Maybe it’s this way with all big families but we had this hierarchical system were the Brown siblings paired off by age. I worshiped my older sister Sharon. Most times she had her own room in the house and when she wasn’t home, I’d hang out in her room, reading her books or listening to her vinyl records on her portable turntable. Sharon tolerated me but I was in no way her “buddy,” she had an assortment of girlfriends (many of whom I loved madly). Sharon was “the first” in our family-first to graduate high school, first to get her own car and first to move out on her own. I admired her greatly.
Daniel, my older brother by two years, was my running buddy and hero. As the oldest boys in the family, Mama assigned Danny and me certain duties. Whenever my father, a chronic alcoholic, was gone for days, weeks or months or locked up due to his drunken adventures, we had to be the “men of the house” watching out for our siblings, working odd jobs or doing whatever she told us to do.
Danny and I were scrappers. We fought for fun. Oftentimes you’d find us practicing the moves we saw on TV shows like Batman, the Green Hornet, Bonanza, the Wild, Wild West or Star Trek. One time, a thuggish teenager climbed a tree and broke into Sharon’s room late at night. I heard a scream, thunderous footsteps and our front door slam open. By the time I got to the door, Danny had the thug in a choke hold on our front lawn. No matter what poor neighborhood we moved into, our peers quickly learned not to mess with the “Brown Boys.” I give Danny credit for our street rep.
Anyway, back to my little brother. His birth name is "Reginald." It’s funny how life sorts things out. I got my father’s first name, "Sylvester" but Sonny Boy inherited his nickname, “Sonny.” He looks exactly like my father; has his rail-thin body, loud, raucous laughter and Sonny’s devil-may-care demeanor.
As a kid, Sonny Boy idolized me like I did Danny. He wanted my attention and accepted my weird idiosyncrasies. At an early age I started drawing and became a decent, little artist-nothing like my other little brother-Mike-but decent. My mother recognized this and nurtured my burgeoning talent. We were Jehovah’s Witnesses and she had pegged a career for me as an illustrator for the religious organization’s publications such as the “Watchtower” and “Awake” magazines.
It was probably an offshoot from the plethora of comic books I read or created but I also started writing. By the age of 16, I completed a full-fledged novel. We were poor-I mean a spoon-full-of-peanut butter-for-dinner poor. So my book was about this impoverished kid who lived in the projects with a drunken father. The teen was accused of a crime his father actually committed. He was vindicated but only after a multi-state, adventurous police chase. I guess the book was my attempt to purge myself of things I didn’t like about my life.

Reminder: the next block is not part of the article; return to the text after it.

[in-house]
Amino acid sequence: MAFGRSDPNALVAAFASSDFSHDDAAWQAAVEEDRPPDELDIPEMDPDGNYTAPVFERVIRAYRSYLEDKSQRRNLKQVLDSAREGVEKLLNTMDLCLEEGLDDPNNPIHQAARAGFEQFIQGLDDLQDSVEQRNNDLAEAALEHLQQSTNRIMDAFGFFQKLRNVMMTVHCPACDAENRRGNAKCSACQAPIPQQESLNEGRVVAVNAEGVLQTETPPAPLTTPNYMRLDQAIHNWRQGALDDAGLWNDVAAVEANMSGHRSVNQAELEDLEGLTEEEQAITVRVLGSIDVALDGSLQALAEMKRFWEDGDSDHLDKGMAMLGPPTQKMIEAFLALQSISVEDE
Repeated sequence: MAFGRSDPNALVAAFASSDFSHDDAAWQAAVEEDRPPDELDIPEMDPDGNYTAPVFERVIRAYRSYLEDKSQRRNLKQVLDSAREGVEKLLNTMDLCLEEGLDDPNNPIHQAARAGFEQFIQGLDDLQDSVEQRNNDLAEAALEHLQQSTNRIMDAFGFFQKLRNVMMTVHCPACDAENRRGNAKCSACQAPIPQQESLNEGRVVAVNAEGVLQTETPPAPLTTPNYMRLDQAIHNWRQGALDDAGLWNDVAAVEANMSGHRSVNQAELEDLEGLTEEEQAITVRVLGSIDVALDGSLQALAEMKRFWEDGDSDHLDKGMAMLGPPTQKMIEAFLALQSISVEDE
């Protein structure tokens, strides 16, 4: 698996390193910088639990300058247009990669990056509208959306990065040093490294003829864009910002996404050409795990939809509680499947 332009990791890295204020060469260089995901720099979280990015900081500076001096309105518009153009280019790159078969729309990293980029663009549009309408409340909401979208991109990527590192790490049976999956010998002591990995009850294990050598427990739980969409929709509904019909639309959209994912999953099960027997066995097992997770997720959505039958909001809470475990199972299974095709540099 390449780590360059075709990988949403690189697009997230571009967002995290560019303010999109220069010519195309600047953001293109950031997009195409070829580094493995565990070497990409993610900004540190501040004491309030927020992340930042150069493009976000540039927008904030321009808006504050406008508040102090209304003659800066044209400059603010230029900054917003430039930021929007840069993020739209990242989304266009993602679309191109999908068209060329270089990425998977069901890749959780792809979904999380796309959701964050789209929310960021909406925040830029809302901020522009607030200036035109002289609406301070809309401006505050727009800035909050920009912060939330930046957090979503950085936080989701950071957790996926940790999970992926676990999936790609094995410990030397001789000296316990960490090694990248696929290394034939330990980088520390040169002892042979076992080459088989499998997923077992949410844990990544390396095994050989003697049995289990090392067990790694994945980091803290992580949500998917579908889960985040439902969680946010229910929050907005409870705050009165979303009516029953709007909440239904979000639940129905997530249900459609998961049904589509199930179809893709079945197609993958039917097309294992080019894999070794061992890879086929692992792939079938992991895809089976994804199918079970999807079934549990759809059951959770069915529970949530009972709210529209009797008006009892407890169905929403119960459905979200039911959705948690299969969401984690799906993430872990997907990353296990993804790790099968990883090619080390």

Mama wasn’t thrilled with the idea of me stepping outside the career she’d chosen for me. She scolded me for staying up so late at night typing on Sharon’s typewriter. Sonny Boy, on the other hand, kept me motivated. Most likely, he just wanted my attention, but because of his enthusiasm; because he let me read him unfolding chapters and kept asking for more and more of the story, I was inspired to finally finish my “novel.”
I proudly presented it to Mama. She read it and bluntly tossed it aside, saying it reminded her of the TV shows Good Times and The Fugitive combined. “Stick to drawing!” she said dismissively.
Needless to say, I didn’t, although I tried. Getting a job seemed more important to me at 17 than going to high school. So I dropped out and got myself a full time gig, my own apartment and a raggedy car. By the age of 20, I dropped out of the religion and was working for Laclede Gas Company. At 21, I was married with a baby on the way. Impacted by the poverty of my youth, I was never content with “one job,” so I ran a sign painting and mural-making business on the side.
This was the time I almost became a statistic. I had no real guidance from my father. I had to figure out sex and fatherly responsibilities on my own. Raised as a Jehovah’s Witness, I was naive and had no real knowledge of race or turbulent race relations. I didn’t react well to the blatant racism I confronted as one of the last groups of affirmative action hires at the gas company.
Like my father, I took refuge in wine (alcohol and drugs), women (yes, I was a slut) and song (all night disco). I had no desire to become a writer but I chronicled every step of the journey. Then, as now, writing was/is my release.
I was wild and headed for disaster. But other “Sonny Boy’s” entered my life and helped validate my worthiness. Friends from my religion ordered the first murals and business signs I made. A lawyer at a restaurant on The Hill where I worked as a dishwasher and busboy heard about my book and vowed he’d get it published. At that same restaurant, Suzy, a waitress and Washington University student tried to get me enrolled at the university.
Of course, these things didn’t happen. The lawyer didn’t publish my manuscript and there was no way in hell I could afford to go to Wash U. But their generous efforts helped ferment my dreams. The fact that so many people throughout my life believed in me and actually told me “you have something special,” helped pull me off the far too common track to prison or drug addiction.